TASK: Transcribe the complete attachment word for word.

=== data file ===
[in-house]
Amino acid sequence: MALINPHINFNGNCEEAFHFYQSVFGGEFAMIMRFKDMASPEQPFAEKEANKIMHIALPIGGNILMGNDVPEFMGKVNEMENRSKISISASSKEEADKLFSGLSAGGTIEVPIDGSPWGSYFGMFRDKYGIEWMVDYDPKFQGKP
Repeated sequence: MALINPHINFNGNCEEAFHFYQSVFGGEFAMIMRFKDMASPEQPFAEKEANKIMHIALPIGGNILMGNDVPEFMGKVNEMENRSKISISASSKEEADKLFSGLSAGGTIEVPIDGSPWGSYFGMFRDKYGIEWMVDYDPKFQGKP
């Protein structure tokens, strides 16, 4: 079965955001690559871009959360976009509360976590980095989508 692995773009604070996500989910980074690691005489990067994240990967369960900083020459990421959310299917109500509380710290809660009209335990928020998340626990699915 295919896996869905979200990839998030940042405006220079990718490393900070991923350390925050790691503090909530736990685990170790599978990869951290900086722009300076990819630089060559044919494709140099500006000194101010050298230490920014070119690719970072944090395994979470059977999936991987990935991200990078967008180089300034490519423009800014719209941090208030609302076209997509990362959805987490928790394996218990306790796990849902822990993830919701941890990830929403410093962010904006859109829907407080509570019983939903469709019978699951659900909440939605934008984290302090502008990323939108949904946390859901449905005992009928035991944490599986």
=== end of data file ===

[in-house]
Amino acid sequence: MALINPHINFNGNCEEAFHFYQSVFGGEFAMIMRFKDMASPEQPFAEKEANKIMHIALPIGGNILMGNDVPEFMGKVNEMENRSKISISASSKEEADKLFSGLSAGGTIEVPIDGSPWGSYFGMFRDKYGIEWMVDYDPKFQGKP
Repeated sequence: MALINPHINFNGNCEEAFHFYQSVFGGEFAMIMRFKDMASPEQPFAEKEANKIMHIALPIGGNILMGNDVPEFMGKVNEMENRSKISISASSKEEADKLFSGLSAGGTIEVPIDGSPWGSYFGMFRDKYGIEWMVDYDPKFQGKP
């Protein structure tokens, strides 16, 4: 079965955001690559871009959360976009509360976590980095989508 692995773009604070996500989910980074690691005489990067994240990967369960900083020459990421959310299917109500509380710290809660009209335990928020998340626990699915 295919896996869905979200990839998030940042405006220079990718490393900070991923350390925050790691503090909530736990685990170790599978990869951290900086722009300076990819630089060559044919494709140099500006000194101010050298230490920014070119690719970072944090395994979470059977999936991987990935991200990078967008180089300034490519423009800014719209941090208030609302076209997509990362959805987490928790394996218990306790796990849902822990993830919701941890990830929403410093962010904006859109829907407080509570019983939903469709019978699951659900909440939605934008984290302090502008990323939108949904946390859901449905005992009928035991944490599986």